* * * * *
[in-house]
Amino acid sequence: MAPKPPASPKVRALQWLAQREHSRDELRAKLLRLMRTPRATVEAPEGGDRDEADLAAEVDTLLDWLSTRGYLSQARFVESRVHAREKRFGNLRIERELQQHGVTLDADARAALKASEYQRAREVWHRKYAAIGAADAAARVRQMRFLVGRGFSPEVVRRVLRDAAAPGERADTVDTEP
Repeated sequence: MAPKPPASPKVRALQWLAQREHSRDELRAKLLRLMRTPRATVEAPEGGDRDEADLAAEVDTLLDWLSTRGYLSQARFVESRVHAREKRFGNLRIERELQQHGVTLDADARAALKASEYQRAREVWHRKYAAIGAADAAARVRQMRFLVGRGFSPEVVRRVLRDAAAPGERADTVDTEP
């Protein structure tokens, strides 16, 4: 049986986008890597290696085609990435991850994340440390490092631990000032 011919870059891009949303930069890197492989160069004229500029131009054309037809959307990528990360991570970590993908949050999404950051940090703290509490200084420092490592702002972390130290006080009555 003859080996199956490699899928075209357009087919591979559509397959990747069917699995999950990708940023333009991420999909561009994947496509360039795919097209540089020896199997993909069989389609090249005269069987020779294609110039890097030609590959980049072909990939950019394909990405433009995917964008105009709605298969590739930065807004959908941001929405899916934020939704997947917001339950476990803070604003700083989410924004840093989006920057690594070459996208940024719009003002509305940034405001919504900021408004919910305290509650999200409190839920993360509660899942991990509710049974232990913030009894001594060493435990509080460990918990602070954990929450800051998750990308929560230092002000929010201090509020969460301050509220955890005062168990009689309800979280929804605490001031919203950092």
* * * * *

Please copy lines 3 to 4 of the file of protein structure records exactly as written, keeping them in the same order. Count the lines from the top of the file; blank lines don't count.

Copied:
Repeated sequence: MAPKPPASPKVRALQWLAQREHSRDELRAKLLRLMRTPRATVEAPEGGDRDEADLAAEVDTLLDWLSTRGYLSQARFVESRVHAREKRFGNLRIERELQQHGVTLDADARAALKASEYQRAREVWHRKYAAIGAADAAARVRQMRFLVGRGFSPEVVRRVLRDAAAPGERADTVDTEP
């Protein structure tokens, strides 16, 4: 049986986008890597290696085609990435991850994340440390490092631990000032 011919870059891009949303930069890197492989160069004229500029131009054309037809959307990528990360991570970590993908949050999404950051940090703290509490200084420092490592702002972390130290006080009555 003859080996199956490699899928075209357009087919591979559509397959990747069917699995999950990708940023333009991420999909561009994947496509360039795919097209540089020896199997993909069989389609090249005269069987020779294609110039890097030609590959980049072909990939950019394909990405433009995917964008105009709605298969590739930065807004959908941001929405899916934020939704997947917001339950476990803070604003700083989410924004840093989006920057690594070459996208940024719009003002509305940034405001919504900021408004919910305290509650999200409190839920993360509660899942991990509710049974232990913030009894001594060493435990509080460990918990602070954990929450800051998750990308929560230092002000929010201090509020969460301050509220955890005062168990009689309800979280929804605490001031919203950092």